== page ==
able to be changed or cancelled

A revocable living trust is set up during your lifetime and can be revoked at any time before death. They allow assets held in the trust to pass directly to beneficiaries without probate court proceedings and can also reduce federal estate taxes.

cannot be changed or cancelled

tax on gifts generally paid by the person making the gift rather than the recipient

the original value of an asset, such as stock, before its appreciation or depreciation

the growth in value of an asset like stock or real estate since the original purchase

the price a willing buyer and willing seller can agree on

The person receiving the gift annuity payments.

the part of an estate left after debts, taxes and specific bequests have been paid

a written and properly witnessed legal change to a will

the person named in a will to manage the estate, collect the property, pay any debt, and distribute property according to the will

A donor advised fund is an account that you set up but which is managed by a nonprofit organization. You contribute to the account, which grows tax-free. You can recommend how much (and how often) you want to distribute money from that fund to Children's Mercy or other charities. You cannot direct the gifts.

An endowed gift can create a new endowment or add to an existing endowment. The principal of the endowment is invested and a portion of the principal’s earnings are used each year to support our mission.

Tax on the growth in value of an asset—such as real estate or stock—since its original purchase.

Securities, real estate or any other property having a fair market value greater than its original purchase price.

Real estate can be a personal residence, vacation home, timeshare property, farm, commercial property or undeveloped land.

A charitable remainder trust provides you or other named individuals income each year for life or a period not exceeding 20 years from assets you give to the trust you create.

You give assets to a trust that pays our organization set payments for a number of years, which you choose. The longer the length of time, the better the potential tax savings to you. When the term is up, the remaining trust assets go to you, your family or other beneficiaries you select. This is an excellent way to transfer property to family members at a minimal cost.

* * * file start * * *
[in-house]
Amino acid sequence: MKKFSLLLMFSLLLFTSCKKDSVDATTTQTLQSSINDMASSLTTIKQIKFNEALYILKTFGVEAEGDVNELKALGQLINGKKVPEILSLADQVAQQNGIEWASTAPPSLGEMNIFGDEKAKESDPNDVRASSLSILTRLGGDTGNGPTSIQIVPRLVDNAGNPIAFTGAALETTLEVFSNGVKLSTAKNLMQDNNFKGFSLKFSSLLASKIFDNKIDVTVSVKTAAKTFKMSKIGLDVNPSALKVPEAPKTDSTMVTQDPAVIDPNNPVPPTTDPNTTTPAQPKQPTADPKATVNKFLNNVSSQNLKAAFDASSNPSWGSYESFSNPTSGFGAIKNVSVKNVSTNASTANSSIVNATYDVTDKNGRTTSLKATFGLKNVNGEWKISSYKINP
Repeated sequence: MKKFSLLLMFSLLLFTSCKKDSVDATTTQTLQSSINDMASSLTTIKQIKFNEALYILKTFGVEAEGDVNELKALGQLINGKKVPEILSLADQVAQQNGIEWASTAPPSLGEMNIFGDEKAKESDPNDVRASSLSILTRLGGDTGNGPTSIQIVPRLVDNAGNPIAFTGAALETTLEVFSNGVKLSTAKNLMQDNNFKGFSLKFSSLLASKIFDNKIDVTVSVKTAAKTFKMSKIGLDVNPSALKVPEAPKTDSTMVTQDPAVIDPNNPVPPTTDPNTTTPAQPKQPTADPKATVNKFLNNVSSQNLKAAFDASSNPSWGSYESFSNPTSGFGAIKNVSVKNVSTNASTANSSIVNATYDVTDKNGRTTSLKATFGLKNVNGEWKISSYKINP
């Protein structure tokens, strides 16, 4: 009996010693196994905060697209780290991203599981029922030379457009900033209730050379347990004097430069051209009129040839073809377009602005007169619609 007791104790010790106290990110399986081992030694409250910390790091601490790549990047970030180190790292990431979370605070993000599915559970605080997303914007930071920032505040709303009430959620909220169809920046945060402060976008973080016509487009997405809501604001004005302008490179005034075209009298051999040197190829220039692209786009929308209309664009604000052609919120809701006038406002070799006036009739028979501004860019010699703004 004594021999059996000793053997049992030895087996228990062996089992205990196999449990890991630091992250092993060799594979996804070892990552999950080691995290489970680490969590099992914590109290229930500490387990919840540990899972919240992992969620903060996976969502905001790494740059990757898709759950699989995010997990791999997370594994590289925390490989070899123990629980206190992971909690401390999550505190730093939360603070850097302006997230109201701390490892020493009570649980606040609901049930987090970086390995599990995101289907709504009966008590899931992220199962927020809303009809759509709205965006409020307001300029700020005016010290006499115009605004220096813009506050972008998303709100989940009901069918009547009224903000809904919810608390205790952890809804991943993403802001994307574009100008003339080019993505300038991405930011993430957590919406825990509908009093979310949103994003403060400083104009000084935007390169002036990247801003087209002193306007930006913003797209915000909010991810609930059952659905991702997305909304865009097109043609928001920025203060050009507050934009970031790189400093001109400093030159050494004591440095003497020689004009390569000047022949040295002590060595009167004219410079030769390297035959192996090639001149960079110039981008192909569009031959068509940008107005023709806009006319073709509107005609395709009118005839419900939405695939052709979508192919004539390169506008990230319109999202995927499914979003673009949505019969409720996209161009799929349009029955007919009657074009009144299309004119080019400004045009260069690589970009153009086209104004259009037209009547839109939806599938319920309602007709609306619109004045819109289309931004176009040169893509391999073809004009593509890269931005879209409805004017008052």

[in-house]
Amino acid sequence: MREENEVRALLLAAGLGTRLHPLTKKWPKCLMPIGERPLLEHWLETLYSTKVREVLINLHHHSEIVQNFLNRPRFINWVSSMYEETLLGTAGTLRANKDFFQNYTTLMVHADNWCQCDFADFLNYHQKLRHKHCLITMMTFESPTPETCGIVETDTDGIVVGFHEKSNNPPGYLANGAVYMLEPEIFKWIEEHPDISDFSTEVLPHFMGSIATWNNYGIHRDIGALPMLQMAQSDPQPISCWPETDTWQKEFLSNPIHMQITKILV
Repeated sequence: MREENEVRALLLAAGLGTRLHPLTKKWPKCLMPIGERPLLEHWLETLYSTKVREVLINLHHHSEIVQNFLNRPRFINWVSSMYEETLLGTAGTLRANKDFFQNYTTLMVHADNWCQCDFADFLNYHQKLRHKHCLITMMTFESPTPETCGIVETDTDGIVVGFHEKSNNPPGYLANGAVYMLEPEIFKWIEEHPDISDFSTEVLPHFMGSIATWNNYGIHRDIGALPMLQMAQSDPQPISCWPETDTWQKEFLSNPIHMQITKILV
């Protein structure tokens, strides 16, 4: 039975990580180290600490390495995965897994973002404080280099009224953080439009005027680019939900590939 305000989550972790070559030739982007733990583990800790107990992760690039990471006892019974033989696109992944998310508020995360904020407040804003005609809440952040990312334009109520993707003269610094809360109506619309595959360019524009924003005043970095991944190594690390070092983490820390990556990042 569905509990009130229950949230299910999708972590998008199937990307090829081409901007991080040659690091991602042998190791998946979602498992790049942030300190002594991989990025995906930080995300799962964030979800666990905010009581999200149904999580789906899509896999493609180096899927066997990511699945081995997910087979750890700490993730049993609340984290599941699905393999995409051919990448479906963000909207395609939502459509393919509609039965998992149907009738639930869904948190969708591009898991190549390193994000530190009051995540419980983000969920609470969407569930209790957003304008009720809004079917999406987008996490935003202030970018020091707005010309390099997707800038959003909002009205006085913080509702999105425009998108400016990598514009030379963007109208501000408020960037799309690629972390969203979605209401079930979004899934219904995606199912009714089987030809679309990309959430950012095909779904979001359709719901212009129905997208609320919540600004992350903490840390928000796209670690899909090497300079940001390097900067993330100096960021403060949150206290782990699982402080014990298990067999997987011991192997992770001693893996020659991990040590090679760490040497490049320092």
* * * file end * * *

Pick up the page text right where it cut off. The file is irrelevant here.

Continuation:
You fund this type of trust with cash or appreciated assets—and may qualify for a federal income tax charitable deduction when you itemize. You can also make additional gifts; each one also qualifies for a tax deduction. The trust pays you, each year, a variable amount based on a fixed percentage of the fair market value of the trust assets. When the trust terminates, the remaining principal goes to Children's Mercy as a lump sum.

You fund this trust with cash or appreciated assets—and may qualify for a federal income tax charitable deduction when you itemize. Each year the trust pays you or another named individual the same dollar amount you choose at the start. When the trust terminates, the remaining principal goes to Children's Mercy as a lump sum.

A beneficiary designation clearly identifies how specific assets will be distributed after your death.

A charitable gift annuity involves a simple contract between you and Children's Mercy where you agree to make a gift to Children's Mercy and we, in return, agree to pay you (and someone else, if you choose) a fixed amount each year for the rest of your life.

Personal Estate Planning Kit Request Form